Certainly the best-researched book on hip-hop I've read (pro tip: stay away from anything labeled "oral history"--bound to be full of errors and half-recollections). The author did a good job keeping the business dealings as interesting as possible. I was surprised he didn't mention how sampling, specifically the need to pay for samples, changed the industry by changing the music. A must-read for fans.
This is both an excellent and tedious book. It is big--630 pages. There is a through line, but Charnas is telling a bunch of interconnected stories and it does get bogged down at points. I was riveted for about the first quarter to third of the book, but then it started to be a slog. For me, the slog factor increased until the very end.

Charnas does an excellent job of providing a context for everyone in the book, he always provides a background and description. This is important because so many
Maya Frank-Levine
Well researched, well written, and generally awesome.
So dense, but so worth it.
Kris Herndon
I started to lose momentum around the time we got to the Wu-Tang clan, so maybe I was just in it for the 80s nostalgia. But overall this is a very thorough history with a lot of good sources and first-hand information.

Quibbles: I was a little irritated by the dismissive way the author discussed the issue of sexism and violence in rap music and rap culture. For example, he faithfully recounts the big Warner Bros dust-up from the POV of an insider who labels board member Beverly Sills immoral and
Jordan Ferguson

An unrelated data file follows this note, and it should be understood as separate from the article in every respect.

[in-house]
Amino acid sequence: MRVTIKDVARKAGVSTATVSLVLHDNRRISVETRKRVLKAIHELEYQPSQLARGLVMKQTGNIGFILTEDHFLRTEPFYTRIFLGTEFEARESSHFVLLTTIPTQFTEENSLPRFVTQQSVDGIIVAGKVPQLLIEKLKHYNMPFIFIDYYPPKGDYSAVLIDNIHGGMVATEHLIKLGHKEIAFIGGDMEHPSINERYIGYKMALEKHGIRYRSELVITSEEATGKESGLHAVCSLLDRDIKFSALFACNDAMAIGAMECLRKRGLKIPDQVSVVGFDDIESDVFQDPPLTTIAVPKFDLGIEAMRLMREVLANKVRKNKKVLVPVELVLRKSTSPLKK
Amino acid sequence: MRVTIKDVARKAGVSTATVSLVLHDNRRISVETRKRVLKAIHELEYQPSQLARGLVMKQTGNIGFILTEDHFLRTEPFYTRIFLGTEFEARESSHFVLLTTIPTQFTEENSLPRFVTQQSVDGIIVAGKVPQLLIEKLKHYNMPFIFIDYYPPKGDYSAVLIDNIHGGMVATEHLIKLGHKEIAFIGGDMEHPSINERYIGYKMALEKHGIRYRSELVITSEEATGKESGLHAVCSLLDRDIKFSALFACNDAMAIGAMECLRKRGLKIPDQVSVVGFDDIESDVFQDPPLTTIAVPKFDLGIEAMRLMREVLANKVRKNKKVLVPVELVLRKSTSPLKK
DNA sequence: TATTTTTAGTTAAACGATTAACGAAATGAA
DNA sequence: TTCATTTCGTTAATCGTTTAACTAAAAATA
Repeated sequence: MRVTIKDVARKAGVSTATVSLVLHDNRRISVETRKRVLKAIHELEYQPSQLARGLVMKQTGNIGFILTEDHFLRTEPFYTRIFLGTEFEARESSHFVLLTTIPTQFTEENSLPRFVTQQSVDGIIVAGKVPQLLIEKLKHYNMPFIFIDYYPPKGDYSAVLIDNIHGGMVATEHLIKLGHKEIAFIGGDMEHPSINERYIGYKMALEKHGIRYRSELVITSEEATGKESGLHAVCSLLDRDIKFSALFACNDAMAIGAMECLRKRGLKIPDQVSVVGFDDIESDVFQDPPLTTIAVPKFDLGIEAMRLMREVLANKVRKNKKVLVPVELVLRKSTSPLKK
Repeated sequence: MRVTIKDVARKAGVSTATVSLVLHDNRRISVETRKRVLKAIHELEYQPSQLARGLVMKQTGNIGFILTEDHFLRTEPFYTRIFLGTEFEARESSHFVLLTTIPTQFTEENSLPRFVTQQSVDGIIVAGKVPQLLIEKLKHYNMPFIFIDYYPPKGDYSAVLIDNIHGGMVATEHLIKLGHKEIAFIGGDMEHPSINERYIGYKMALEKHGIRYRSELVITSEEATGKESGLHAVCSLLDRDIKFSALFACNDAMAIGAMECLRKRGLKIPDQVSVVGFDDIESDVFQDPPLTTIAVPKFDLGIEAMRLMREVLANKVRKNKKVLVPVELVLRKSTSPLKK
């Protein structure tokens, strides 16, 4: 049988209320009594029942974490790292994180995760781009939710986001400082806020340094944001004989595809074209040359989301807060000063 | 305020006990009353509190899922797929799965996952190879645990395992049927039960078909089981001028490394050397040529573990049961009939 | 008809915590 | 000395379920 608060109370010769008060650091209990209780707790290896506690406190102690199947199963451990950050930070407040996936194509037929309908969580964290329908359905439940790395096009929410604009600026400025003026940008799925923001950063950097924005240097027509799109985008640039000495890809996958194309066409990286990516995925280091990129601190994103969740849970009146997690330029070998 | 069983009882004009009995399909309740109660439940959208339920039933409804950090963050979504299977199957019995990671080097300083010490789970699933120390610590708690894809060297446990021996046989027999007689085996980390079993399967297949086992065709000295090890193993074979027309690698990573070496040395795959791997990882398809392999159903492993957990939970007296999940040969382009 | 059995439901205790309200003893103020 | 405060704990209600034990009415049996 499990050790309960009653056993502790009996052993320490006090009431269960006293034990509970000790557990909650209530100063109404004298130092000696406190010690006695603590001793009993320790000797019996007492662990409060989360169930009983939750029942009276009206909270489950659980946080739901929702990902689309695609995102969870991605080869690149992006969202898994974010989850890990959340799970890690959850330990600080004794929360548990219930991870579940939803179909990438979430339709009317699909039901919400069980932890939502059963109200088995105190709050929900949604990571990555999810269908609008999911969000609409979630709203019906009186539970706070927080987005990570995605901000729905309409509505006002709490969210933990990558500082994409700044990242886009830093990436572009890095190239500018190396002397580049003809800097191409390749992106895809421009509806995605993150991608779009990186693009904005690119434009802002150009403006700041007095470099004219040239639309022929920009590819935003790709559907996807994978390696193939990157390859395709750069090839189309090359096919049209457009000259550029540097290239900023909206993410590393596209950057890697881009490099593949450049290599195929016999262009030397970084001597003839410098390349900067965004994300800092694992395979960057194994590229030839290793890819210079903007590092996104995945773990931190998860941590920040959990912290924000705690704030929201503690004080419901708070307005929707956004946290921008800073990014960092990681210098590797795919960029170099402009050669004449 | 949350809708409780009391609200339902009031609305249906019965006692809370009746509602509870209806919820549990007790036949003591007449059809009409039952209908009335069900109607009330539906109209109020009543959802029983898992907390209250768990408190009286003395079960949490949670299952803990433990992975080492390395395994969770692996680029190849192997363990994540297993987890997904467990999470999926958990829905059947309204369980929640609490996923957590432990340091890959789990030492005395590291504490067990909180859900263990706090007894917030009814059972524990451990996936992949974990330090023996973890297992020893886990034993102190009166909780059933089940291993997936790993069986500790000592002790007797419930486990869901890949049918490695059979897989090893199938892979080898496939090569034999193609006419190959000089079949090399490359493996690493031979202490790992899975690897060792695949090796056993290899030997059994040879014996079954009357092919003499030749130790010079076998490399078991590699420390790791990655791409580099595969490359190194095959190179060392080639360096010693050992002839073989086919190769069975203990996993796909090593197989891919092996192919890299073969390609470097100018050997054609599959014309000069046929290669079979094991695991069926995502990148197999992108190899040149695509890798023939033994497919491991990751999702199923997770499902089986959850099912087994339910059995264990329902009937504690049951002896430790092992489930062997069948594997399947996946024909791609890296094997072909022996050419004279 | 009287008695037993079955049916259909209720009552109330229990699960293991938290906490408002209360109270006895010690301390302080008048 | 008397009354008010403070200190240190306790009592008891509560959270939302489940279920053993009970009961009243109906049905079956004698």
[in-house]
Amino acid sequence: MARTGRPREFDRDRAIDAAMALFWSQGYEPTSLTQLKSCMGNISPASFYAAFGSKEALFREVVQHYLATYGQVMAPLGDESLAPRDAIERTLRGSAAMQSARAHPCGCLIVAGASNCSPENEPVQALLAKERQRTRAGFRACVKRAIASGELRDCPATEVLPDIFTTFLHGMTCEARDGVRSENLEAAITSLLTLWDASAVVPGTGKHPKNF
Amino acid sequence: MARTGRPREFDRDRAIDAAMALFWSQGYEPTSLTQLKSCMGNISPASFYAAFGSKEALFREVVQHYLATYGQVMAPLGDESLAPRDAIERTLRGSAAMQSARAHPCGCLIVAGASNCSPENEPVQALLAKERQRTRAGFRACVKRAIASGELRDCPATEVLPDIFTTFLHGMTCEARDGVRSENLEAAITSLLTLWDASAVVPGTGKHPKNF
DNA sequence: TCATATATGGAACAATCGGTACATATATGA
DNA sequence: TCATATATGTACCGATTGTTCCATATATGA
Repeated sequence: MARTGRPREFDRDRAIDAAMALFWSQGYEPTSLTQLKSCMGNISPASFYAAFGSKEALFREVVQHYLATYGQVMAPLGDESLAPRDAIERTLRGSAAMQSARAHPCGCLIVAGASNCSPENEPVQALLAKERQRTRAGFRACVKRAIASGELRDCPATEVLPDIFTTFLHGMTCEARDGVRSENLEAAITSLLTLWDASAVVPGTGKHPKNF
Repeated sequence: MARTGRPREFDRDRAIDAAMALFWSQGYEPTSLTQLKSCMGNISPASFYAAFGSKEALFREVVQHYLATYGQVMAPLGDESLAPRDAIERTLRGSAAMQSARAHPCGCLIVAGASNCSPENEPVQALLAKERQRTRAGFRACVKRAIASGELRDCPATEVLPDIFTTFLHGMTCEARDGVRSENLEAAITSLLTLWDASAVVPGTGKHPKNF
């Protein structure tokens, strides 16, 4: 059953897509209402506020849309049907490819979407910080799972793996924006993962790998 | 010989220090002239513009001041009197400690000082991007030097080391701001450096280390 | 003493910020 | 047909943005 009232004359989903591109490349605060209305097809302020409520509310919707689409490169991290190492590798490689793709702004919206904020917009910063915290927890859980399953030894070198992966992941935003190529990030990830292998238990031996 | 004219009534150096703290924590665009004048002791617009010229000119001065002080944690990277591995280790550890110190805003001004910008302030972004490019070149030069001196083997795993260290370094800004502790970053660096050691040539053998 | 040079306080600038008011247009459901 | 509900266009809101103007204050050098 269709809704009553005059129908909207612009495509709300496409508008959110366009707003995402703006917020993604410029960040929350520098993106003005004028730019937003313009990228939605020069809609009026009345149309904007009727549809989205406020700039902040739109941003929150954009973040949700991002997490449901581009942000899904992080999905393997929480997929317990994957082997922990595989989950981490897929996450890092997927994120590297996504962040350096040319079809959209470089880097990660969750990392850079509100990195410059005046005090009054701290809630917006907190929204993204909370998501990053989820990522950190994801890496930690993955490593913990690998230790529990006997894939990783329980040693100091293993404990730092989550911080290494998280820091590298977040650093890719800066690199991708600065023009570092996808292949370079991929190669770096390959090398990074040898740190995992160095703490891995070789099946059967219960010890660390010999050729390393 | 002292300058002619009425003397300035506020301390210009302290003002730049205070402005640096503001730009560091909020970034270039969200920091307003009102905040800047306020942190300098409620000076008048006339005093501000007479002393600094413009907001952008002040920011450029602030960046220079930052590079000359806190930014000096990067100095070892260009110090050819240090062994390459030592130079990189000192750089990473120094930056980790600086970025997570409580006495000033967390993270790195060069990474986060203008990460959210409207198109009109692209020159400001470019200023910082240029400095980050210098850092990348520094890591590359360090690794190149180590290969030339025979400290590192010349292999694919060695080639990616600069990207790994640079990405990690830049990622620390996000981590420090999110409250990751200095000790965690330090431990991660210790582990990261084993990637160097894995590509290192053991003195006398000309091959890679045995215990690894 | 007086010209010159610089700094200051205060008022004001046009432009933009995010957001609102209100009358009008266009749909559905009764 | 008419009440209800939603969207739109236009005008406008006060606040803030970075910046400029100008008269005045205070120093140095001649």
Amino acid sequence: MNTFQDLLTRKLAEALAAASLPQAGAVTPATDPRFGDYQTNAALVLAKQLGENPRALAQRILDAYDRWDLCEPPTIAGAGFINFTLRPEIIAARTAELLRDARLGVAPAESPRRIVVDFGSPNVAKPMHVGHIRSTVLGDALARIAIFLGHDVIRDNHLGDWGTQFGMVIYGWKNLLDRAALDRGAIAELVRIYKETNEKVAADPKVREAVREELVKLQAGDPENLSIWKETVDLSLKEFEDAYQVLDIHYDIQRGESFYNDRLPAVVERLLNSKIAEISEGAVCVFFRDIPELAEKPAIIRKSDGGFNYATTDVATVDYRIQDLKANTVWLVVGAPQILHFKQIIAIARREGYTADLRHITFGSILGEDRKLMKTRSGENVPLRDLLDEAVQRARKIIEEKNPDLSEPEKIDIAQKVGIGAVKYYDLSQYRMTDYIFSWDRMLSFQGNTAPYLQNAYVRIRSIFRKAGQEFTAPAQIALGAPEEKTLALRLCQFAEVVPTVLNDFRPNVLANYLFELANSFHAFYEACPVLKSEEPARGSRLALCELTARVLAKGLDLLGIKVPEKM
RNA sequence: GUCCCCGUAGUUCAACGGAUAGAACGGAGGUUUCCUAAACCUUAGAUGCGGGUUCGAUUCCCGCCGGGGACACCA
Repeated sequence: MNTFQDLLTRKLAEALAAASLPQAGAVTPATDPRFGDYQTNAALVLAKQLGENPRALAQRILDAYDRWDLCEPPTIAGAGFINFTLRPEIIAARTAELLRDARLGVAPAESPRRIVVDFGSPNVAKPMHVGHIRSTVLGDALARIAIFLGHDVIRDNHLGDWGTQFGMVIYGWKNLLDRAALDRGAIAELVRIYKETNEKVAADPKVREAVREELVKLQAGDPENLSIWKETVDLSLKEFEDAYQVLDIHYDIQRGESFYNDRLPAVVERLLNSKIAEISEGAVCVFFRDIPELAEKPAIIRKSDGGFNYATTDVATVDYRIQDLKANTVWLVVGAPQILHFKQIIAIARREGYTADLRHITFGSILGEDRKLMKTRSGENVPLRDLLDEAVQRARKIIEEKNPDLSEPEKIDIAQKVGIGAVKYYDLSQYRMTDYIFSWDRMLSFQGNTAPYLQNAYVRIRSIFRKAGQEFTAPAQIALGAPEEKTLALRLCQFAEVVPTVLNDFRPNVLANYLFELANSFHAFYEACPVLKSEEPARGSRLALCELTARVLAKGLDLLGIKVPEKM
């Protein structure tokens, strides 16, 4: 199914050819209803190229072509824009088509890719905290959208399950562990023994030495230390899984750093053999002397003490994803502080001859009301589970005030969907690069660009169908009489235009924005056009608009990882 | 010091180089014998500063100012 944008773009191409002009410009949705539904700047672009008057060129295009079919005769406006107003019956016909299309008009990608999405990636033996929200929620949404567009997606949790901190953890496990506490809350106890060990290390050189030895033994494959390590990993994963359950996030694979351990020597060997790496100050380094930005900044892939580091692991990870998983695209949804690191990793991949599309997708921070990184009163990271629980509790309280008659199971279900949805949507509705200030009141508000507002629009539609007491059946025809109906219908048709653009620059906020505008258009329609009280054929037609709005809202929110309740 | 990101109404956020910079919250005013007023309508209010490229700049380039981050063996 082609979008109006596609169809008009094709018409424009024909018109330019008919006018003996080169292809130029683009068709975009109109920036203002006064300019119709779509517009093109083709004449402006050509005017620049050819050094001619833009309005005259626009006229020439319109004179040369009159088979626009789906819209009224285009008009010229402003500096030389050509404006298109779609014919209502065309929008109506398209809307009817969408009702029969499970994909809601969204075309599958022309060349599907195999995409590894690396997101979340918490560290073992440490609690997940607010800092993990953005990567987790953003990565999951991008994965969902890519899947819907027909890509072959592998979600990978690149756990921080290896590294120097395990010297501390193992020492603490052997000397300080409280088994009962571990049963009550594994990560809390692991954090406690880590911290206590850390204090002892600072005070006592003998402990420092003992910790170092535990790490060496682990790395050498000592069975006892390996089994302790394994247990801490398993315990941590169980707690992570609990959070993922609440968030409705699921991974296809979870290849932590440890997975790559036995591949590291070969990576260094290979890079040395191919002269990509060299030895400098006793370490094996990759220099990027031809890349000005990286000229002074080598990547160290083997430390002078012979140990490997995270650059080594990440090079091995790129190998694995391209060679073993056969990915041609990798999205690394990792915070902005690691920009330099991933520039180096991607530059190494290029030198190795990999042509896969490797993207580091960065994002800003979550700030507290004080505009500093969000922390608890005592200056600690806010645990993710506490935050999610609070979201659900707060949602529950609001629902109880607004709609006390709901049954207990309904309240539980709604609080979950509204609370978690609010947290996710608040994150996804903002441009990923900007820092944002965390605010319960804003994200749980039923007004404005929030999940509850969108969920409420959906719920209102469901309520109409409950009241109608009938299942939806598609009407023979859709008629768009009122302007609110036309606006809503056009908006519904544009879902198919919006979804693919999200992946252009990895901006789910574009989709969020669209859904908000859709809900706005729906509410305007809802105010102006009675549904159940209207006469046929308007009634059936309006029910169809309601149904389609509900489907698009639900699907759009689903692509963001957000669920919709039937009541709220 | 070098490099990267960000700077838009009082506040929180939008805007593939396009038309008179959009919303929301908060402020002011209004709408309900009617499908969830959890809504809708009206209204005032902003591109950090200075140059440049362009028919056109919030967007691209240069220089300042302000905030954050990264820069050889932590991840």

Friends, I love hip-hop. This is not new to you. You know I’ve read a number of books on the subject, since I’m always writing about them and making lists of recommendations. You might think [as did I] that there wasn’t a lot left for me to learn about the widescreen narrative of the culture’s genesis and rise to prominence.

We would be wrong.

Dan Charnas’s The Big Payback will likely be the best book I read this year. Had I squeezed it into mu holiday reading, it would have taken 2010 hands down.
Dylan Suher
"The man who invented American money lived and died in Harlem"

The brilliant beginning to the best book on hip-hop that I've ever read. Long as hell, and, like any long book, it develops tics that are irritating but ultimately endearing (every dramatic reveal of a hip-hop personality, the staggering jump cuts from one part of the country to another). But any book with a mission this ambitious would have to be this long: it seeks (and generally succeeds) in tracing hip-hop's rise to market dominan